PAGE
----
4. Use good water. Brew your coffee at around 200 degrees Fahrenheit, no more than 208.
  5. Never reheat leftover kopi luwak, the taste will just not be the same.

What Does Cat Poop Coffee Taste Like?

There are as many descriptions of its taste as there are people and brands. Most used adjectives are fruity (the citric acid in the stomach gives it a lemony touch), tangy, earthy, choco, syrupy, sweet.

What it lacks in acidity and bitterness it adds in sweet notes and a strong aroma.

Some coffee aficionados say, that kopi luwak it is the worst tasting coffee in the world.

Everyone’s taste buds are different and for some, the image of coffee traveling through an animal’s stomach is just… too much to stomach.

kopi luwak hanoi
Cafe in Hanoi Vietnam selling Kopi Luwak coffee

Is Cat Poop Coffee Safe?

Yes, it is washed and roasted so there is the same chance of bacteria presence as with any other coffee beans. And no, kopi luwak coffee does not smell like poop :)

Controversy And Ethics Of Cat Poop Coffee

Many people and organizations think that it is time to “cut the crap.” Why?

80% of Luwak coffee is fake – Sometimes it is a 50:50 mixture of kopi luwak and regular coffee, sometimes it is totally counterfeit. Generally, if the deal looks too good (price is low), beware.

Especially in the center of touristy Hanoi or Saigon in Vietnam, sellers of “ca phe chon” add chemicals into coffee beans to fake the taste of real cat poop coffee, coming from Da Lat and Dak Lak province.

Not sustainable – Civets are omnivores that live in the wild and help to balance the tropical forest ecosystem, as well as disperse the seeds.

However, due to high demand, more civets live in captivity than in the wilderness.

And in bad conditions. Even if they are nocturnal animals, they are exposed to light and noise.

They are often malnourished as farmers do not feed them anything else than coffee cherries.

As I wrote before, in the wilderness, wild civets pick only the finest coffee cherries but farmers, in order to lower the cost feed them low-quality, not ripe, and even old coffee beans.

Previously mentioned Vietnamese coffee brand Trung Nguyen came up with an animal-friendly alternative, Trung Nguyen Legendee Gold Coffee, where an enzyme is used to mimic the taste of Luwak coffee.

Animal cruelty – Palm civets are captured, taken from the wild, put in cages, and overfed unripe coffee beans. They are also being eaten. This for me is a huge turnoff.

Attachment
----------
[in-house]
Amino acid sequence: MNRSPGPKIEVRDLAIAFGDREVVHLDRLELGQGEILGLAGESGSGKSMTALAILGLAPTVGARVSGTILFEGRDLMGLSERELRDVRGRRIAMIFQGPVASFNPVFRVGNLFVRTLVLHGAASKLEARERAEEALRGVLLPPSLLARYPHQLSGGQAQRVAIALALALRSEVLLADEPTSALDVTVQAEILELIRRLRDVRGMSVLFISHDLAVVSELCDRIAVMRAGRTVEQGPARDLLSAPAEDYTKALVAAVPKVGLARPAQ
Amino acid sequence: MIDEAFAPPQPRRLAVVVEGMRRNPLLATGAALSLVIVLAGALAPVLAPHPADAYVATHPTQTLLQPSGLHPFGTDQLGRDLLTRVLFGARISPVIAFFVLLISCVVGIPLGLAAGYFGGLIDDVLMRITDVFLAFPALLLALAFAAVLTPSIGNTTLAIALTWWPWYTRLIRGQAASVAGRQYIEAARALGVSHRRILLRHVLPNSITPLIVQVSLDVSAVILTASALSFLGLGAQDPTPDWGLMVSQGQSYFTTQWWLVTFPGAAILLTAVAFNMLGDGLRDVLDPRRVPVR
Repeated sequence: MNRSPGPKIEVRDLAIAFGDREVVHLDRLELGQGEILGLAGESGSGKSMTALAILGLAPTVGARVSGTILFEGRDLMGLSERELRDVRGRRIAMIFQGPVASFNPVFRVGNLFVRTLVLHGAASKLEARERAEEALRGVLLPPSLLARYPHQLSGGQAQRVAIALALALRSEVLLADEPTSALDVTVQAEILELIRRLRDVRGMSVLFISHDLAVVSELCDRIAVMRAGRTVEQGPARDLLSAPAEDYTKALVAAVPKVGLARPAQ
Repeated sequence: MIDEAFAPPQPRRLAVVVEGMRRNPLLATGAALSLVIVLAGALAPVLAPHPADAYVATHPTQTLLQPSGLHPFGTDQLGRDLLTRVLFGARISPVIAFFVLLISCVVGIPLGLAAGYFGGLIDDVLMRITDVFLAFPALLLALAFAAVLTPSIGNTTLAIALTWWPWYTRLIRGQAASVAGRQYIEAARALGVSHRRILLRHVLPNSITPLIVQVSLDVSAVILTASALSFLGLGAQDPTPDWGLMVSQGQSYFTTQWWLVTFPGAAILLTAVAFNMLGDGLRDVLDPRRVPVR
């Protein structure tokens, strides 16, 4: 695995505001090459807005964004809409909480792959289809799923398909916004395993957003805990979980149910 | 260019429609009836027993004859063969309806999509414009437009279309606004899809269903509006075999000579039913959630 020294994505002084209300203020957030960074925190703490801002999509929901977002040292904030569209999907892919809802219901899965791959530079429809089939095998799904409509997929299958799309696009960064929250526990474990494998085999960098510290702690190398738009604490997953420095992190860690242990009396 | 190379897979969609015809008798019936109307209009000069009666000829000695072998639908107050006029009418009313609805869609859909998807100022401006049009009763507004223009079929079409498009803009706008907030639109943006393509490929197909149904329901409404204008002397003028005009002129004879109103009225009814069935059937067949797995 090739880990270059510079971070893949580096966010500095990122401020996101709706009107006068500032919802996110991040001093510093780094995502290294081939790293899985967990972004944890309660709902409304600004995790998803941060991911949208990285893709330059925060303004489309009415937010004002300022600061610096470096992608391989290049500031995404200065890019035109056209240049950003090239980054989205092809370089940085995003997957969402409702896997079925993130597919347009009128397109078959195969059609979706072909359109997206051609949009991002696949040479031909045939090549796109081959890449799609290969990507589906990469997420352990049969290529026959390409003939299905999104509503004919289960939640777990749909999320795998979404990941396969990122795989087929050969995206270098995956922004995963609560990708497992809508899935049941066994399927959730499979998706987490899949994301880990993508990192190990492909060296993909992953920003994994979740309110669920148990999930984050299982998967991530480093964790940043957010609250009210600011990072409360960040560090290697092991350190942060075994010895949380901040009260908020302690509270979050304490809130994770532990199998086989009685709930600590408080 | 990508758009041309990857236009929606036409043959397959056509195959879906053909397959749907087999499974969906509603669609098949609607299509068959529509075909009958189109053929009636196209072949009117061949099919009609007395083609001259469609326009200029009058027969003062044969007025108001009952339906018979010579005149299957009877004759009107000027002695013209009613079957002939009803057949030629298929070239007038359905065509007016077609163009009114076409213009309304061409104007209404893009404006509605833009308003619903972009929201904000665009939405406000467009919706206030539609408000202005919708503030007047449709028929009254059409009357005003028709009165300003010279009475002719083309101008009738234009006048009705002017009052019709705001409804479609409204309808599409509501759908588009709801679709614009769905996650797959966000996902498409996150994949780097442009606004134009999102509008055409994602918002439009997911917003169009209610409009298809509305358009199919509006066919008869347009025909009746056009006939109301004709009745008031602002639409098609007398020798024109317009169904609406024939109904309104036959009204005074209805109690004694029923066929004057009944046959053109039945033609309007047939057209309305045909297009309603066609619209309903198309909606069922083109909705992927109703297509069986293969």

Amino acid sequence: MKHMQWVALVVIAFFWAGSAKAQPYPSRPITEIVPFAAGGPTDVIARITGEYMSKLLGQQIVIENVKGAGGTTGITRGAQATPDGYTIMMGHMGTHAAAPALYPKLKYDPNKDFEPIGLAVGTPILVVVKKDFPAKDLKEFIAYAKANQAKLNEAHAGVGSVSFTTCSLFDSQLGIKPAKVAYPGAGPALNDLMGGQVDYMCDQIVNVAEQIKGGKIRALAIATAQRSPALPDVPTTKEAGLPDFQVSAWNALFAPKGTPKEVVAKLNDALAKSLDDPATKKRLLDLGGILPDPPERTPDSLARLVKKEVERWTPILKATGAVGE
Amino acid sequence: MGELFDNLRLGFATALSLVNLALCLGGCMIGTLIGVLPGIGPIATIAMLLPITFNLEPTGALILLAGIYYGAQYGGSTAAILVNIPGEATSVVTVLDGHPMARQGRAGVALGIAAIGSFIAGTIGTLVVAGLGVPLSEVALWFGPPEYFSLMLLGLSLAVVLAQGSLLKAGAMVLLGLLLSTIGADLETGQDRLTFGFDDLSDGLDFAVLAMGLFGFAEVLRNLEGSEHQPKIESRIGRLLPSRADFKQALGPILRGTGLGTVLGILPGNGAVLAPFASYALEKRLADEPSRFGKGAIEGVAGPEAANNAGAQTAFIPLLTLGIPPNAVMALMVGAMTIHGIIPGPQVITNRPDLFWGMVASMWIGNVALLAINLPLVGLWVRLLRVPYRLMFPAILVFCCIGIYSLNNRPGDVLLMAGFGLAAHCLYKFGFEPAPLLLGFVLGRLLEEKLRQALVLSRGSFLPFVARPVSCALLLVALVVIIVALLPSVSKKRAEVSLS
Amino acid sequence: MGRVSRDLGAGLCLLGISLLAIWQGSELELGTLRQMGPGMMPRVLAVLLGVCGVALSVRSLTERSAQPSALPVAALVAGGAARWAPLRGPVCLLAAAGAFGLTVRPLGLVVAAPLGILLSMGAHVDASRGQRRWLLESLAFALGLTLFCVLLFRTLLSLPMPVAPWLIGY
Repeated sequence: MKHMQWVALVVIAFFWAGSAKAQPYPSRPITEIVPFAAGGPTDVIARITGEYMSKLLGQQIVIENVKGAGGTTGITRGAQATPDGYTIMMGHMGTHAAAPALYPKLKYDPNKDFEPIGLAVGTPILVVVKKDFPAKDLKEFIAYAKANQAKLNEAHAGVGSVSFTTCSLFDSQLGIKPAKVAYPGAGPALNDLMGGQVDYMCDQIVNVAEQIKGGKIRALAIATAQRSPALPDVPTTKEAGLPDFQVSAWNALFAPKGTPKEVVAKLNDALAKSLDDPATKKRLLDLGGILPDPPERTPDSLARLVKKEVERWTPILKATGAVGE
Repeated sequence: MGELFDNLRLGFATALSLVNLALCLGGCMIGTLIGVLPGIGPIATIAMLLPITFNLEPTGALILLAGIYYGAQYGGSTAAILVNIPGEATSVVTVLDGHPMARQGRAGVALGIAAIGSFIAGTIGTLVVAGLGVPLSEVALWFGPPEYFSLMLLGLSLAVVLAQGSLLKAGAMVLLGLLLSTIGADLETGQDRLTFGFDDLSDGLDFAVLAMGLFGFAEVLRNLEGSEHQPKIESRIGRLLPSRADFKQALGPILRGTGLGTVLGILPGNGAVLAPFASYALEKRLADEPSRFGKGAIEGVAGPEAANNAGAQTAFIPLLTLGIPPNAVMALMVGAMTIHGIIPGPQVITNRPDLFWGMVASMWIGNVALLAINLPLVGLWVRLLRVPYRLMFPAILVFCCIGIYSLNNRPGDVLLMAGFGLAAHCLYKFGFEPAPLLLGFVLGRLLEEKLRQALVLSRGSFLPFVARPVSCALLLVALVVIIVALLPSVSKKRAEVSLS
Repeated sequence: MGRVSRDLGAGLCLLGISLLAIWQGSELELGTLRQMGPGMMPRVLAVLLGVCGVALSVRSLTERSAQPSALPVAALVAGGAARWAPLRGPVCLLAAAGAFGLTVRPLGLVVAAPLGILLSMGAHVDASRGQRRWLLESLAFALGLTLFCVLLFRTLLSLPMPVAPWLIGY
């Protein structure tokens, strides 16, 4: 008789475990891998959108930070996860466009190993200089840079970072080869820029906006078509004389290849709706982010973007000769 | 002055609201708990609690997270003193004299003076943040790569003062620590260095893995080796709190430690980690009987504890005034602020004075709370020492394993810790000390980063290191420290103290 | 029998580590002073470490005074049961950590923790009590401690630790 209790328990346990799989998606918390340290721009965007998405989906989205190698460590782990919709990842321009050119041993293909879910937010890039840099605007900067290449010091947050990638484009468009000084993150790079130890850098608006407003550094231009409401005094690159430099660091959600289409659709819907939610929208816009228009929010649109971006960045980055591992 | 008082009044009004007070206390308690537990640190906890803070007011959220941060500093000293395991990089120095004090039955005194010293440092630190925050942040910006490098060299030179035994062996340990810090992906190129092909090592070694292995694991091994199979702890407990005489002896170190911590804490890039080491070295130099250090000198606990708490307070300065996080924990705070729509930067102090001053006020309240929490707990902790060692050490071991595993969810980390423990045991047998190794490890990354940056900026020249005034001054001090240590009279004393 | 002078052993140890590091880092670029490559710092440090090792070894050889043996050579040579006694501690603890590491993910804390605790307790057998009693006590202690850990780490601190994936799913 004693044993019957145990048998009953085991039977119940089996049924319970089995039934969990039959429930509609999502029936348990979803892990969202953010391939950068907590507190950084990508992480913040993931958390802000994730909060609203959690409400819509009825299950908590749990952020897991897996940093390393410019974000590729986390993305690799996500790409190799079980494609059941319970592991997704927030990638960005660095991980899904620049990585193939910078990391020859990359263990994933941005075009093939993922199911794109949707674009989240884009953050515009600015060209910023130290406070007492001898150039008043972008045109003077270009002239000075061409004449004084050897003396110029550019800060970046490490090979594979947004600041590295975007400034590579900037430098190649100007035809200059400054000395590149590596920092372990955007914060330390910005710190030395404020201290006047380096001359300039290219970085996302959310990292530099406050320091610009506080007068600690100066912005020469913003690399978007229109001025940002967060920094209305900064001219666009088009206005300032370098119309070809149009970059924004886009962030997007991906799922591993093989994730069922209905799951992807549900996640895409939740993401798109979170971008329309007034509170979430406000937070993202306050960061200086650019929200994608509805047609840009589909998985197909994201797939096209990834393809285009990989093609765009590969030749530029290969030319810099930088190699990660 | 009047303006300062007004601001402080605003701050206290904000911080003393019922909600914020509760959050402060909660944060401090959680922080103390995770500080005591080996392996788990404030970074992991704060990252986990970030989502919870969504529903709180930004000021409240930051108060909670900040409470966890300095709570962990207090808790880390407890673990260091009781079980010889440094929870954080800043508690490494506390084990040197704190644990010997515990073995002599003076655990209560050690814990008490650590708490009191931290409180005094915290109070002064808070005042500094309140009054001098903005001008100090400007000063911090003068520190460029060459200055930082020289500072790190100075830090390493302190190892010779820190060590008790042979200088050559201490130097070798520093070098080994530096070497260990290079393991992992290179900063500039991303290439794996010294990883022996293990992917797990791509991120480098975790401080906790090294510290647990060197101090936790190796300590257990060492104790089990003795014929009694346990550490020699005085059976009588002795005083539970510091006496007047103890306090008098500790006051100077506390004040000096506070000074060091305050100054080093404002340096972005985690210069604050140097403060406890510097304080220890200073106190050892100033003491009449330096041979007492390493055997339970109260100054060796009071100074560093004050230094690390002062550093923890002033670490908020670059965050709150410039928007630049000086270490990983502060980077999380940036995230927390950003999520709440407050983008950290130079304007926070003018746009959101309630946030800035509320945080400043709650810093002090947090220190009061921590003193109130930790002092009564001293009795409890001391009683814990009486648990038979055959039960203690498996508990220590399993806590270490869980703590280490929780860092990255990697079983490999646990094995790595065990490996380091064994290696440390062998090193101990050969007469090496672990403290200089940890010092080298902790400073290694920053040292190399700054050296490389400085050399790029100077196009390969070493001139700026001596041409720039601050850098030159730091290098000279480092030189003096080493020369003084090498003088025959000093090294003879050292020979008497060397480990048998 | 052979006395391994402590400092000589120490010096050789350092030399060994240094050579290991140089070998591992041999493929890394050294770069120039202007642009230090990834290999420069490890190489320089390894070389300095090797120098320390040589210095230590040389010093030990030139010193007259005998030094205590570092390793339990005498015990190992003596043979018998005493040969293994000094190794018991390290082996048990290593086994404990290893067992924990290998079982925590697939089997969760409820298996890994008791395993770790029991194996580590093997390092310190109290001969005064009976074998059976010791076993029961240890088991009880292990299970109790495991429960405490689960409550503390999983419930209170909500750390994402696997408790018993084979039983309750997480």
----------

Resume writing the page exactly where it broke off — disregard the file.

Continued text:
Not only are civets endangered, but there were also many cases when civet meat in local markets carried the SARS virus.

Small farmers suffer – While it costs a lot of money, a kopi luwak farmer in Indonesia makes roughly 1 – 3 dollars per day! With any type of coffee, always try to support fair-trade farms.

PETA (People For The Ethical Treatments Of Animals) organization discovered, that many civets not only live in bad conditions, poachers are selling them to farmers even if they are sick, but may also that the SARS coronavirus had jumped from civet cats to humans.

A similar thing happened in Denmark, where 17 million minks had to be exterminated. They buried so many of them, that several started to rise from the ground due to gas, causing a “zombie mink” craze.

How To Pick A Conscious Brand Of Cat Poop Coffee

  • Look for civet coffee that was sourced from civets living in the wild – is certified as “wild”
  • Avoid cage-sourced kopi luwak
  • Look for verified brands, that comply with the Universal Declaration on Animal Welfare (UDAW), and coffee beans from farms acclaimed by specialty coffee organizations, such as SCAI, SCAE, or SCAA
  • Buy beans from fair-trade coffee companies, if possible
  • Buy kopi luwak in sustainable packaging

With all this written – is civet coffee worth it? I would not buy a kilo of it, but yes, out of curiosity, I tried one cup.

Kopi luwak is marketed as “the most expensive coffee in the world” but I do not think you pay for the taste or experience. You pay for the unique processing method, and sadly, also the suffering of a tiny mammal.

Have you tried kopi luwak coffee? Was this expensive coffee worth it?